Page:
Using ligatures to create a s*** font that f***ing censors bad language automatically.
A report by the Digital Currency Initiative and the Center for Civic Media. Download the PDF or read the executive summary.
In this report, we explore two important ways structurally decentralized systems could help address the risks of mega-platform consolidation: First, these systems can help users directly publish and discover content directly, without intermediaries, and thus without censorship. All of the systems we evaluate advertise censorship-resistance as a major benefit. Second, these systems could indirectly enable greater competition and user choice, by lowering the barrier to entry for new platforms. As it stands, it is difficult for users to switch between platforms (they must recreate all their data when moving to a new service) and most mega-platforms do not interoperate, so switching means leaving behind your social network.
This looks like an interesting network-level approach to routing around the censorship of internet-hostile governments like China, Turkey, Australia, and the UK.
Rather than trying to hide individual proxies from censors, refraction brings proxy functionality to the core of the network, through partnership with ISPs and other network operators. This makes censorship much more costly, because it prevents censors from selectively blocking only those servers used to provide Internet freedom. Instead, whole networks outside the censored country provide Internet freedom to users—and any encrypted data exchange between a censored nation’s Internet and a participating friendly network can become a conduit for the free flow of information.
If you feel you are being watched, you change your behavior. Big Data is supercharging this effect.
Some interesting ideas, but the tone is so alarming as to render the message meaningless.
As our weaknesses are mapped, we are becoming too transparent. This is breeding a society where self-censorship and risk-aversion are the new normal.
I stopped reading at the point where the danger was compared to climate change.
I think this might be the first large-scale practical demonstration of the InterPlanetary File System: routing around the damage of Turkey’s censorship of Wikipedia.
Fortunately there’s a back-up on the Internet Archive, but this tale of Google’s overnight destruction of fourteen years of writing is truly infuriating.
When we use their services, we trust that companies like Google will preserve some of the most personal things we have to share. They trust that we will not read the fine print.
When you pitch your tent in someone else’s walled garden, they can tear down your home whenever they want.
Two weeks ago, writer and artist Dennis Cooper was checking his Gmail when something peculiar happened: the page was refreshed and he was notified that his account had been deactivated – along with the blog that he’d maintained for 14 years.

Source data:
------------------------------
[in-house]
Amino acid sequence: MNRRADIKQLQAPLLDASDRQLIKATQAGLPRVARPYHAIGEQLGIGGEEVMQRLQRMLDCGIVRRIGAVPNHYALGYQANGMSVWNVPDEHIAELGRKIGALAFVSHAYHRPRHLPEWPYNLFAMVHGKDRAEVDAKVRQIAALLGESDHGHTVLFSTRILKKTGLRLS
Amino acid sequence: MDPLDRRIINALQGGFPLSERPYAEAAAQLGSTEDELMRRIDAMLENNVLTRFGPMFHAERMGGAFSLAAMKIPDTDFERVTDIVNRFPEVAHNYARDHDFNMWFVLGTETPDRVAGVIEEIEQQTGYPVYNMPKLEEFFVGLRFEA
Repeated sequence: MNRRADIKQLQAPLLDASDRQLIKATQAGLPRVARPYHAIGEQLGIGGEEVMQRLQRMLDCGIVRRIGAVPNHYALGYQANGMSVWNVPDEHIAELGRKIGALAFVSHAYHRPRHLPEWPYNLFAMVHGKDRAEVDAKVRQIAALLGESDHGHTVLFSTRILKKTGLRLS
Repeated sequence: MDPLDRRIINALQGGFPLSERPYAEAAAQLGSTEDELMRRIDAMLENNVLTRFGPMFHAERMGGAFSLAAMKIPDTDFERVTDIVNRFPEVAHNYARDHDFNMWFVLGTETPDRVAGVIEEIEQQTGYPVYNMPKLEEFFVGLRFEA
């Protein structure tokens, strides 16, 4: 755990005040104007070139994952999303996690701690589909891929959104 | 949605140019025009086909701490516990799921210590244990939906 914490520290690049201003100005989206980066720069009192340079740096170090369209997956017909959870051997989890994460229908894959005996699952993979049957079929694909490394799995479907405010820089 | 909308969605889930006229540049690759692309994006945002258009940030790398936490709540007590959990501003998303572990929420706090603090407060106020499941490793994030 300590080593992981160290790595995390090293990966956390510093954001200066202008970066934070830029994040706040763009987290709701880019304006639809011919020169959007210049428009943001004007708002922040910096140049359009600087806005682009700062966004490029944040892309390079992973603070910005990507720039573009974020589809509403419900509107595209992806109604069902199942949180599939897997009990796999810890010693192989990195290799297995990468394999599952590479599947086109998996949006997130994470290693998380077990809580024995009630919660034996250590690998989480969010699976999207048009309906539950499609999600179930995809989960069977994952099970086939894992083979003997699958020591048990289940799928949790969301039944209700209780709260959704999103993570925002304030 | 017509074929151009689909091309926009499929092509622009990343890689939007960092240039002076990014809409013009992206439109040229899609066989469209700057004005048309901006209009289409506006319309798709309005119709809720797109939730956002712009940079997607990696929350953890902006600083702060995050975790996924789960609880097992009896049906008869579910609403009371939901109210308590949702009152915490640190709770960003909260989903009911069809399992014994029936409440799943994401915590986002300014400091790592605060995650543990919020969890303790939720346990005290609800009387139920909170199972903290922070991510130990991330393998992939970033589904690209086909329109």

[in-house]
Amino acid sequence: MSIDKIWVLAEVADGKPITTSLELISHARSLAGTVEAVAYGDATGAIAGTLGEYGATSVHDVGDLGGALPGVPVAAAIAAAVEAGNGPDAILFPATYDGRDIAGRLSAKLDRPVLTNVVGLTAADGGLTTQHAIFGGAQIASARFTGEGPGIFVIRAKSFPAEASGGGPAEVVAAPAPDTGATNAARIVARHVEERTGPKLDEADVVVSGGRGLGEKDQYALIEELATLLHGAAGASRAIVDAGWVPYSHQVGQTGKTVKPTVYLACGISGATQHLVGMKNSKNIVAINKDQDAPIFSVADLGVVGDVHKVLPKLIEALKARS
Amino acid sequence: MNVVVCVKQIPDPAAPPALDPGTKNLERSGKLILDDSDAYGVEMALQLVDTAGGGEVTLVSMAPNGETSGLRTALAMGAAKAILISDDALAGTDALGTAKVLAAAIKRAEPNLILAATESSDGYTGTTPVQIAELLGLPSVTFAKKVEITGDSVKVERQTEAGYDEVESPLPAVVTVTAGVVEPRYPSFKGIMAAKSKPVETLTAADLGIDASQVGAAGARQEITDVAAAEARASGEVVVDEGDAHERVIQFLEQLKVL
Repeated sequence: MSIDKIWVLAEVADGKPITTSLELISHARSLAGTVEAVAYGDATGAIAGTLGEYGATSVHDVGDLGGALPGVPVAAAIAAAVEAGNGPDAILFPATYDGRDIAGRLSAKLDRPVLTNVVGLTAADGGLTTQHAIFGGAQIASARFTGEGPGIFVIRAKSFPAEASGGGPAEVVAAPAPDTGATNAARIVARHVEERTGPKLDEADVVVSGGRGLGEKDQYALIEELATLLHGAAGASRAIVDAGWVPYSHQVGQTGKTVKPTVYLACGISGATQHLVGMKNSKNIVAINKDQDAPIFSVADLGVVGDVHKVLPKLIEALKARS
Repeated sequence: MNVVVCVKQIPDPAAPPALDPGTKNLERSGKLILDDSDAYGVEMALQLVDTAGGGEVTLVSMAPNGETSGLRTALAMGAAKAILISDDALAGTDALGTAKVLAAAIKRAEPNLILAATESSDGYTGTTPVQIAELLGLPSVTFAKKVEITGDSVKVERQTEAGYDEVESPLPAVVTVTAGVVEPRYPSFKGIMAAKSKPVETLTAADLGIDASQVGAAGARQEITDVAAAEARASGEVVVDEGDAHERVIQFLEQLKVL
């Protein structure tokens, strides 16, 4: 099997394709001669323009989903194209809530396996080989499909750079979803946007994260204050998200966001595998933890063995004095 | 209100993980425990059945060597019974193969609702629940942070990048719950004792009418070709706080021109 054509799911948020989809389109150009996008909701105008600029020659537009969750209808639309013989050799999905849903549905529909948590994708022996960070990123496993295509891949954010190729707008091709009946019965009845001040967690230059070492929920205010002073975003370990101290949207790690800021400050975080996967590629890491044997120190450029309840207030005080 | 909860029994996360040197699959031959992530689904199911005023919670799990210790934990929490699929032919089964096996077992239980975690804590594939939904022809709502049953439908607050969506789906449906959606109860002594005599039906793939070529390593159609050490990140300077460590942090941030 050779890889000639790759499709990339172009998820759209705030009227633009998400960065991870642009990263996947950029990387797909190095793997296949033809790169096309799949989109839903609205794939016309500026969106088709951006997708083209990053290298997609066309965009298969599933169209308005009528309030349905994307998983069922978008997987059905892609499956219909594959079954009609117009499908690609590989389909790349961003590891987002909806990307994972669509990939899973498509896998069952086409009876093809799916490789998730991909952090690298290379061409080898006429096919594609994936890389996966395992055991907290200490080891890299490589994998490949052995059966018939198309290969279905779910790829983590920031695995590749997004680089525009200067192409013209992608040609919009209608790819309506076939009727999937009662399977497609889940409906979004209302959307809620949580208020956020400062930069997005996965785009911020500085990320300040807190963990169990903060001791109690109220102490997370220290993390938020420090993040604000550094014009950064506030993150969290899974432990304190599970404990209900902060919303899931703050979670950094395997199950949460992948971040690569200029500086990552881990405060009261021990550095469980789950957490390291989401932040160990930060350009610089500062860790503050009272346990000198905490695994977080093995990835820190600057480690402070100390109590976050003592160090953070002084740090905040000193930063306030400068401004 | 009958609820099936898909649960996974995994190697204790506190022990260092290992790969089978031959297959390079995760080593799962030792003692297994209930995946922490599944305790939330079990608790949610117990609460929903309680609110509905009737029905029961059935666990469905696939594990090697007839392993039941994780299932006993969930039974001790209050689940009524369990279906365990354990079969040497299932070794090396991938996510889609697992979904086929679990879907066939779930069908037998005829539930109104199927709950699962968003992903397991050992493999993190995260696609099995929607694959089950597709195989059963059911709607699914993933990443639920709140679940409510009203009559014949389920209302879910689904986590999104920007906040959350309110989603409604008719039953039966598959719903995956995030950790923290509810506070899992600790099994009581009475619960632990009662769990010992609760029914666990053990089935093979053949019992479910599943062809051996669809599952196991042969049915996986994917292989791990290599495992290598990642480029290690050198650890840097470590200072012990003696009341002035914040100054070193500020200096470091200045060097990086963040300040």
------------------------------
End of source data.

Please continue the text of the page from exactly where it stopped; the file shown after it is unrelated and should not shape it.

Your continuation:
This is why the Indie Web exists.
His advice to other artists who work predominantly online is to maintain your own domain and back everything up.
Shane gave a talk recently where he outlined his reasons for publishing on the indie web:
Most people reading this will probably have an account at most or all of these sites: Facebook, Instagram, Twitter, YouTube, Vimeo, Tumblr, Wordpress. Many also had accounts at Friendster, Tribe, MySpace, Delicious, Magnolia, Gowalla, Geocities. But no one has an account at any of those (on the second list) anymore. And all of the content that we created on those sites is gone.
All of those super emo feeling you posted to MySpace, they’re all gone. Some of the great web designers of our generation got started on Geocities. That stuff is gone forever. And sure, it was sparkling animated GIFs and neon colors. But that’s important history. Yahoo bought it, left it alone for a while, and then decided one day to turn it off.
I have to admit, my initial reaction to the idea of providing free access to some websites for people in developing countries was “well, it’s better than no access at all, right?” …but the more I think about it, the more I realise how short-sighted that is. The power of the internet stems from being a stupid network and anything that compromises that—even with the best of intentions—is an attack on its fundamental principles.
On the surface, it sounds great for carriers to exempt popular apps from data charges. But it’s anti-competitive, patronizing, and counter-productive.
I love Tim Bray’s idea for naming the response code for censored content on the internet in honour of Ray Bradbury.
Google’s datadump makes for a fascinating—and worrying—bit of data dumpster diving.
The network will interpret SOPA as damage and route around it …with SCIENCE!
A superb piece of writing from Jeffrey, scorching the screen with righteous anger. THIS. IS. IMPORTANT!
SOPA approaches the piracy problem with a broad brush, lights that brush on fire, and soaks the whole internet in gasoline.
If you live in the States, please, please, for the love of the internet, write to your representative at fightforthefuture.org/pipa
The story of Professor Myers' foiled attempt to see the creationist propaganda movie, Expelled.
Sounds like Prince is being a bit of a twat. And Flickr have become complicit with the twattiness, to a degree.
Here's an API for accessing material that is censored in countries like China or Iran.You can use this API to republish that information on other sites, circumventing the censorship.
Anina, the blogging model, is told by her agency to stop blogging because "fashion and technology do not go together". Asshats.